1. Forum
  2. >
  3. Topic: Latin
  4. >
  5. "Per umbram ascendere volo."

"Per umbram ascendere volo."

Translation:I want to rise through the shadow.

September 1, 2019

51 Comments


https://www.duolingo.com/profile/Isaac3972

That is possinly the most goth thing I've ever heard said in Latin.

Oh look, I've made a pun. . .


https://www.duolingo.com/profile/LouiviVeterus

This most Goth thing you've heard until 410 AD at least.


https://www.duolingo.com/profile/c0cYAB2S

"I want to rise through the shadow", said Satan "I want to destroy the parrots with fire", he said too


https://www.duolingo.com/profile/The3rdBeast

More like he wants to destroy the drunk parrots


https://www.duolingo.com/profile/RoryHrusch

So your saying duo=satan


https://www.duolingo.com/profile/daisydeaton

Makes sense to me


https://www.duolingo.com/profile/ConanDoyle11

Not sure if a motivational poster or kvlt m3tal lyrics.


https://www.duolingo.com/profile/voidIndigo

Sith detected!


https://www.duolingo.com/profile/SuzanneNussbaum

ascendere = ad + scandere, just as descendere = de + scandere. (scandō, scandere = to climb) . So it seems appropriate to recognize the roles of the two Latin prefixes in the way we often do in English: climb up, vs. climb down.

A month later: "climb up" is still not accepted.

Nor is "go up."


https://www.duolingo.com/profile/allenfrang

It could also mean ascending through one's "shadow" as expressed by Carl Jung


https://www.duolingo.com/profile/Elin.7-1

per umbrae ad astra


https://www.duolingo.com/profile/SuzanneNussbaum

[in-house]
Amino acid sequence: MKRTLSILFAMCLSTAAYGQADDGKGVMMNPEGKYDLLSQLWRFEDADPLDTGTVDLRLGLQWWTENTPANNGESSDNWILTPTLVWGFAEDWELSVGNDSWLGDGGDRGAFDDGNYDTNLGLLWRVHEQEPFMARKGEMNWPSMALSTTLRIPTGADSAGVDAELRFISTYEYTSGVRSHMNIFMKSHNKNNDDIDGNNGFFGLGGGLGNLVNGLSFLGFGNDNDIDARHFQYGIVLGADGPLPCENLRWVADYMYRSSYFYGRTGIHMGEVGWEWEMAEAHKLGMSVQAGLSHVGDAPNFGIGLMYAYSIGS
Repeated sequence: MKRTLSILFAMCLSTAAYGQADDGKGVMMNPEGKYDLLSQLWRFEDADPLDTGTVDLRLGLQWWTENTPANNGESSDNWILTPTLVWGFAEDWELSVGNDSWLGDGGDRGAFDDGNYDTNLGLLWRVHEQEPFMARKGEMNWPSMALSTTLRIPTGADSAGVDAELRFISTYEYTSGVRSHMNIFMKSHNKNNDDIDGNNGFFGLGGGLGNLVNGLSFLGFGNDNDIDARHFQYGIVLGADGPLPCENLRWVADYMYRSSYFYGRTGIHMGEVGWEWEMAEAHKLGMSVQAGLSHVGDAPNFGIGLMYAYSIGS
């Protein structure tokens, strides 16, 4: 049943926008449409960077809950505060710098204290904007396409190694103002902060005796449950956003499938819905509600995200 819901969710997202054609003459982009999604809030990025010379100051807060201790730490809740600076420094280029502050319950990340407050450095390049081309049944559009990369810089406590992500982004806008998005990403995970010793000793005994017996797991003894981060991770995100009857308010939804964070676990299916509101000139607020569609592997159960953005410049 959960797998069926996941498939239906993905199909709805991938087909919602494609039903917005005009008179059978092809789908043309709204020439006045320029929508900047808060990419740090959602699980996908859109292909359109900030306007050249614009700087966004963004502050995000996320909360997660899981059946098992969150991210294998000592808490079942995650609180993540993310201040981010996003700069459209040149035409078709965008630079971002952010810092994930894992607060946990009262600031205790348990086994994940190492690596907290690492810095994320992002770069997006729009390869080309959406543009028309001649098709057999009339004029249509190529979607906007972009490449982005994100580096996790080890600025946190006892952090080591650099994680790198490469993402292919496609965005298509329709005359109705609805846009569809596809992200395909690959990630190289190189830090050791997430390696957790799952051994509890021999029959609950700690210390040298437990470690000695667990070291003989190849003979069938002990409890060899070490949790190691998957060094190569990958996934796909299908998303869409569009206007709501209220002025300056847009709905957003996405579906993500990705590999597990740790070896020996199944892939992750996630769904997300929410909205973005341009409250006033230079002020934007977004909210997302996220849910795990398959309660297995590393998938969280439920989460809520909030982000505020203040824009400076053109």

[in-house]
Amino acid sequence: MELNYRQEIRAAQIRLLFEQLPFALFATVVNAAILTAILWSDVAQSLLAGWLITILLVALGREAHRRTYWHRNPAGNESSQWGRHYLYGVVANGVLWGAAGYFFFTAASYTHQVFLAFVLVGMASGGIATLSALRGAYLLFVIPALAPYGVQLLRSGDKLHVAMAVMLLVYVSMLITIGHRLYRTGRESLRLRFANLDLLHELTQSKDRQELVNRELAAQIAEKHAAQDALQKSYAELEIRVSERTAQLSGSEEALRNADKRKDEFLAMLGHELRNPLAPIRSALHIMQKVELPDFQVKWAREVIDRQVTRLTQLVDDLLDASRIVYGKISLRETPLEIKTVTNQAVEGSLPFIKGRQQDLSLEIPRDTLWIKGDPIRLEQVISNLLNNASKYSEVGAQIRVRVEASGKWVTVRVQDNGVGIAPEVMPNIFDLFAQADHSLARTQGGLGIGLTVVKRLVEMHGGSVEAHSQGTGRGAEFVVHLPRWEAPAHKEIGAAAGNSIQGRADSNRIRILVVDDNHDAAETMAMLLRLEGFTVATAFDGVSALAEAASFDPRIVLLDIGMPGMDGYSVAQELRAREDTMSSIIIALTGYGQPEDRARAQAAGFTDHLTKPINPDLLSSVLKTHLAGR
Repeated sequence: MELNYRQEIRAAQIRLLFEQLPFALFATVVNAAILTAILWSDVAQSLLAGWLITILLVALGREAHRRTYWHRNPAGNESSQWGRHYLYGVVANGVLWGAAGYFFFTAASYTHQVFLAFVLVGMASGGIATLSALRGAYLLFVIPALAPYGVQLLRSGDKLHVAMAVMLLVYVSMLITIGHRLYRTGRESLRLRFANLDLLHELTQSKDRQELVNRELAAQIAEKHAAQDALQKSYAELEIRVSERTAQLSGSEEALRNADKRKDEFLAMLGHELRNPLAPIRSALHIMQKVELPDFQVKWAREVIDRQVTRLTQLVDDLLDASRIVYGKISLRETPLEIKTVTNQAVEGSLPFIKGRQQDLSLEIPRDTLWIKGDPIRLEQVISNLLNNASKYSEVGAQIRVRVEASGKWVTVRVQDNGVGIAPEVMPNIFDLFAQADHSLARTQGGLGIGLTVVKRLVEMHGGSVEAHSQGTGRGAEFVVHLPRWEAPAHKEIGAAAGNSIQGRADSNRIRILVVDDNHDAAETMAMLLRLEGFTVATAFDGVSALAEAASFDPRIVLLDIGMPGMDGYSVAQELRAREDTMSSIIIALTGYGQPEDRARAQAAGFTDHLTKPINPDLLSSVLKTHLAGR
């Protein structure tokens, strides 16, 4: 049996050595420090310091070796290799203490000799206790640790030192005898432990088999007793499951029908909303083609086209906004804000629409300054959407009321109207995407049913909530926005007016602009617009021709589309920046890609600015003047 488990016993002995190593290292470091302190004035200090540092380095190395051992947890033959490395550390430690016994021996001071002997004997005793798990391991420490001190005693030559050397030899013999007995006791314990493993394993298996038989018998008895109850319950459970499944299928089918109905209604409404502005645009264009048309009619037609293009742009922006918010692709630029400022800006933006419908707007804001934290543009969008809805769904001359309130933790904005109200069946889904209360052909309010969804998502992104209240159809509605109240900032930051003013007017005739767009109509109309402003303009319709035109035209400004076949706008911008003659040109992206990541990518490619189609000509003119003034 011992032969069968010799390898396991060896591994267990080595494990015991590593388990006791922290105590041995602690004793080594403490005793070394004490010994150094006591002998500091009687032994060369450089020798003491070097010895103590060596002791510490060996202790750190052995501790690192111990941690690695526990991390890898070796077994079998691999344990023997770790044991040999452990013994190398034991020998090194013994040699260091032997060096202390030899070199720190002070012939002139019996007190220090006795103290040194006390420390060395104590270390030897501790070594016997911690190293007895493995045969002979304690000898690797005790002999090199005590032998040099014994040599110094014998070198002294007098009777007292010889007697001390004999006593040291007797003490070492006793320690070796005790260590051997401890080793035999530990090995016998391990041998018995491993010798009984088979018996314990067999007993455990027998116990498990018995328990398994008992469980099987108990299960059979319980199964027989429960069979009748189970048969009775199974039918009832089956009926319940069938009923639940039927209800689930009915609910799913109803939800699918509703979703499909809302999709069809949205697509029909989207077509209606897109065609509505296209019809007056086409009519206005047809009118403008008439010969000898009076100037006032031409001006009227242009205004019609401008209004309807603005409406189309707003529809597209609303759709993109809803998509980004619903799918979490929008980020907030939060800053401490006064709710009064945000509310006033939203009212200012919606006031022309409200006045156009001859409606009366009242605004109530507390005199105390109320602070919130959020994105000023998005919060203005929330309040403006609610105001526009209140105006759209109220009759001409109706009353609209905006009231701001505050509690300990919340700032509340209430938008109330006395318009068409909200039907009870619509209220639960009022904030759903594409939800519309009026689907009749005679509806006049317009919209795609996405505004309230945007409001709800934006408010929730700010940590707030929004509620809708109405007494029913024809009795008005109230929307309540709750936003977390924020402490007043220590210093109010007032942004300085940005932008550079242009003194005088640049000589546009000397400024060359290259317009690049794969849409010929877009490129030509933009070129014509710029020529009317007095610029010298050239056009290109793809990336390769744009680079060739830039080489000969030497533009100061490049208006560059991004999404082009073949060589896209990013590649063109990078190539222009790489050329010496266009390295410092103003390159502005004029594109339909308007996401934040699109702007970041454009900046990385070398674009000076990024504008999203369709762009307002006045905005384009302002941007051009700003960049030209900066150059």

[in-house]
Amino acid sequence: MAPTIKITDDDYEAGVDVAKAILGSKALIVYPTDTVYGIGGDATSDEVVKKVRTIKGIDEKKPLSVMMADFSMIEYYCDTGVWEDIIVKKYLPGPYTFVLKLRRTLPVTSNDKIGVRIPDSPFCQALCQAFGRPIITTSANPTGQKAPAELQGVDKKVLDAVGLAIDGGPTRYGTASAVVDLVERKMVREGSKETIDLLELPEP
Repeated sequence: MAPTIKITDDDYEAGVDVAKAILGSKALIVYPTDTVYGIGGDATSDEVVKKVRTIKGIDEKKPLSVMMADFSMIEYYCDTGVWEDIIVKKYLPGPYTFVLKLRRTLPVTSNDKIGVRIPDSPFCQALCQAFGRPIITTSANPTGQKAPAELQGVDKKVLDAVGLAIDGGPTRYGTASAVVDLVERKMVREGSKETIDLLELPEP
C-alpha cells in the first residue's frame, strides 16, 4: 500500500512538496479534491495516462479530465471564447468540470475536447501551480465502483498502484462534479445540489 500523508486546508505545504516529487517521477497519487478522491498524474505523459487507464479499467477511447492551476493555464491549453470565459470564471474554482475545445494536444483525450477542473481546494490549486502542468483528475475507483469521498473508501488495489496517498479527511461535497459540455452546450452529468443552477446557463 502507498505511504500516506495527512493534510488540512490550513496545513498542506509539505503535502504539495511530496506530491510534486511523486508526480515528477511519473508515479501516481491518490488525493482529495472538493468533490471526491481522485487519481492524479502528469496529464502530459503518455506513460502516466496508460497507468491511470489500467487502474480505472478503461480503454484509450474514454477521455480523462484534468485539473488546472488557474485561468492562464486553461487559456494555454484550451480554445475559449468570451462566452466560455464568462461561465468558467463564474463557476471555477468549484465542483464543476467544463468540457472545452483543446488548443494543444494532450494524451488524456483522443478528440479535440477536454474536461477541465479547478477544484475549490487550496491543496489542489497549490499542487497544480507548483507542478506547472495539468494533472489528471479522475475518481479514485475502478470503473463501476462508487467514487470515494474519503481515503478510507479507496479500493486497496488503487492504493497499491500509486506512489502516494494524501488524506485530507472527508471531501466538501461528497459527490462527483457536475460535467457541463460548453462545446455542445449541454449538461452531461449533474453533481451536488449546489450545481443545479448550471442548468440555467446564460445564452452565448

(per + accus, so, per umbrās)


https://www.duolingo.com/profile/greg335711

Very poetic, Duo.


https://www.duolingo.com/profile/SeanMeaneyPL

Is it the Sith? Is it a balrog? Or we could just go with De profundis ad te clamavi, Domine?


https://www.duolingo.com/profile/Tim568413

Is "I want to rise through shadow an acceptable translation?"


https://www.duolingo.com/profile/PERCE_NEIGE

Except satanist summoning, I can't imagine what this sentence could mean.


https://www.duolingo.com/profile/SuzanneNussbaum

Maybe Orpheus and/or Eurydice, prior to attempting to climb out of the Underworld? (just a guess)


https://www.duolingo.com/profile/egcw1995

I instantly thought it was a poetic way of saying, I want to succeed in spite of the forces that make it hard for me or other people's negative opinions of me.


https://www.duolingo.com/profile/Josef-K.

There are many reasonable interpretations. Jungian psychology uses "the shadow" as a sort of personification of one's own subconscious/id. He believed people needed to, more or less, confront this aspect of themselves and overcome it. In talking about this process, he uses this language of "descent" and "ascent" frequently:

"no one should deny the danger of the descent ... every descent is followed by an ascent..."

More generally, shadows are symbolic of any sort of negative experience through which one has to struggle. You might hear someone talk about "struggling through the shadow of depression", for example. It's a bit of a poetic device, but it's quite common.


https://www.duolingo.com/profile/allenfrang

Flying out through the dark void of outer space


https://www.duolingo.com/profile/Laulylyka

And the night is dark and full of shadows


https://www.duolingo.com/profile/Deborah634700

I had, "Through the shadow I want to rise" and it is marked incorrect. Also, this is my new motto.


https://www.duolingo.com/profile/SuzanneNussbaum